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Archive for ‘Legal Information’

Book Review: The Law Is (Not) for Kids–A Legal Rights Guide for Canadian Children and Teens

Several times each month, we are pleased to republish a recent book review from the Canadian Law Library Review (CLLR). CLLR is the official journal of the Canadian Association of Law Libraries (CALL/ACBD), and its reviews cover both practice-oriented and academic publications related to the law.

The Law is (Not) for Kids: A Legal Rights Guide for Canadian Children and Teens. By Ned Lecic & Marvin Zuker. Edmonton, AB: Athabasca University Press, 2019. xiii, 289 p. Includes tables and appendices. ISBN 978-1-77199-237-4 (softcover) $22.99.

Reviewed by Angela Gibson
Bora Laskin Law Library
University of Toronto
In CLLR . . . [more]

Posted in: Book Reviews

Book Review: Law’s Indigenous Ethics

Several times each month, we are pleased to republish a recent book review from the Canadian Law Library Review (CLLR). CLLR is the official journal of the Canadian Association of Law Libraries (CALL/ACBD), and its reviews cover both practice-oriented and academic publications related to the law.

Law’s Indigenous Ethics. By John Borrows. Toronto: University of Toronto Press, 2019. vii, 381 p. Includes bibliographic references and index. ISBN 978-1-4875-0491-5 (hardcover) $59.73; ISBN 978-14875-23555-8 (softcover) $39.95; ISBN 978-1-4875-3115-7 (eBook) $39.95.

Reviewed by Mary Hemmings
Law Librarian and Instructor
Faculty of Law, Thompson Rivers University
In CLLR 45:1

John Borrows . . . [more]

Posted in: Book Reviews

Legal Preparedness for COVID-19

When the SARS outbreak struck Canada (and the world) in 2003 it was not only a lesson in public health preparedness. This tragedy also offered some lessons for those of us in legal.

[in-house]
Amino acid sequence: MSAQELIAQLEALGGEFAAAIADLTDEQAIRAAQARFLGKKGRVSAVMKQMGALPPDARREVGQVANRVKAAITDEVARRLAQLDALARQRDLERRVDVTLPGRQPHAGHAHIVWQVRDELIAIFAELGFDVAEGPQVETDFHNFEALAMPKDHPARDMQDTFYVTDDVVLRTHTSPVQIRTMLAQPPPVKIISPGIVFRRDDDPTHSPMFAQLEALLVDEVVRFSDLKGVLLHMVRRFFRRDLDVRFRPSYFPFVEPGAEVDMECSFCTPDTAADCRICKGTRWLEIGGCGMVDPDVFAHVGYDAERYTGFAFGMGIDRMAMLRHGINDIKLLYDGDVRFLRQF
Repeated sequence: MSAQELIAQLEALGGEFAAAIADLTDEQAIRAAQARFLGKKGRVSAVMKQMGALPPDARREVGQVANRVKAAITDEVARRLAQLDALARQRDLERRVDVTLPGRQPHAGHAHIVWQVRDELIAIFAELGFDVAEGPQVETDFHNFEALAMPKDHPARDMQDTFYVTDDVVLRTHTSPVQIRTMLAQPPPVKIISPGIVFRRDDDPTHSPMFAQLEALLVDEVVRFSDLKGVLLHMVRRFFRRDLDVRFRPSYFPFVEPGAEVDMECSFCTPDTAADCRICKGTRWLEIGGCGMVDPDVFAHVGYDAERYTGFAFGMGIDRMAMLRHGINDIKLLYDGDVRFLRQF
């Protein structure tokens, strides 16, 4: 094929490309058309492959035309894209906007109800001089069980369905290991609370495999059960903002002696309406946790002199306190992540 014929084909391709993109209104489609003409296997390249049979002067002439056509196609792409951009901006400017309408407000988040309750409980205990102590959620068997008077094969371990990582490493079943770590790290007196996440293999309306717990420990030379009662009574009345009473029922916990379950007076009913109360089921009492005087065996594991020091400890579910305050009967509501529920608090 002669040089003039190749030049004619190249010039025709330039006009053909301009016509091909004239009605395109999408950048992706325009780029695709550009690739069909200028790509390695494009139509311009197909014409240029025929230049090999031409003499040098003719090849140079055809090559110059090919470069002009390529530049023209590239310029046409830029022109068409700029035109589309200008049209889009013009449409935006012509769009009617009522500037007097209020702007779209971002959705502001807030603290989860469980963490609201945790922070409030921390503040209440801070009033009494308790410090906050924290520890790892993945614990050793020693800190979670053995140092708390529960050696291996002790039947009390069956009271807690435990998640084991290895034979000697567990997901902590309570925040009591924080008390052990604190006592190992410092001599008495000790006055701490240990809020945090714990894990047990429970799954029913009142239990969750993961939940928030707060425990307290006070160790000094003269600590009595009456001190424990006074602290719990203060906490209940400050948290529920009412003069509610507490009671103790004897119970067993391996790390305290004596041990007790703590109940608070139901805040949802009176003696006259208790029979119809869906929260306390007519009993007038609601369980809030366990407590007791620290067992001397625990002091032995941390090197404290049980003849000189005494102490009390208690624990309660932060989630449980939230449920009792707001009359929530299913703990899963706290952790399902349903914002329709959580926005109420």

What were the responsibilities of employers, employees? What was the purview of the state? What responsibilities did Canada have under International Conventions? What about the World Health Organization and the US Center for Disease Control? Who did the public listen to?

As we prepare for COVID-19 it is extremely useful to look at the legal literature that came out a few years post-outbreak. For example, volume 43, . . . [more]

Posted in: Legal Information

Book Review: Fitness to Plead: International and Comparative Perspectives

Several times each month, we are pleased to republish a recent book review from the Canadian Law Library Review (CLLR). CLLR is the official journal of the Canadian Association of Law Libraries (CALL/ACBD), and its reviews cover both practice-oriented and academic publications related to the law.

Fitness to Plead: International and Comparative Perspectives. Edited by Ronnie Mackay & Warren Brookbanks. Oxford: Oxford University Press, 2018. xxxi, 323 p. Includes list of contributors and index. ISBN 978-0-19-8788478 (hardcover) $75.00; ISBN 9780191092718 (Kobo) $59.99, (Kindle) $66.27.

Reviewed by Goldwynn Lewis
Law Librarian
Public Prosecution Service of Canada
In . . . [more]

Posted in: Book Reviews

Legal Information Specialists Twitter Chat Feb 19

“Ask the question.” That was a phrase often heard at morning leadership meetings (AKA coffee with my admin colleagues) at my former law firm. Asking the question was intended to mean that we shouldn’t assume that others in the firm noticed the same problems that we did. It is a call to collaborate, ideate, and create solutions as a team. On February 19 at 1 PM EST the @CALLACBD Executive Board will be asking the question, quite a few questions actually, using a Twitter Chat with the hashtag #CALLACBDCHAT.

The Canadian Association of Law Libraries is using a Twitter . . . [more]

Posted in: Legal Information: Information Management, Legal Information: Libraries & Research

Alberta Fair Registration Practices of Regulatory Bodies Proclaimed in Force

The Alberta Fair Registration Practices Act is proclaimed in force on March 1, 2020, to speed up the process of newcomers getting their credentials recognized so they can work in the careers they trained for, and remove unfair barriers. . . . [more]

Posted in: Education & Training, Justice Issues, Legal Information, Practice of Law, Practice of Law: Future of Practice, Practice of Law: Practice Management, Substantive Law, Substantive Law: Legislation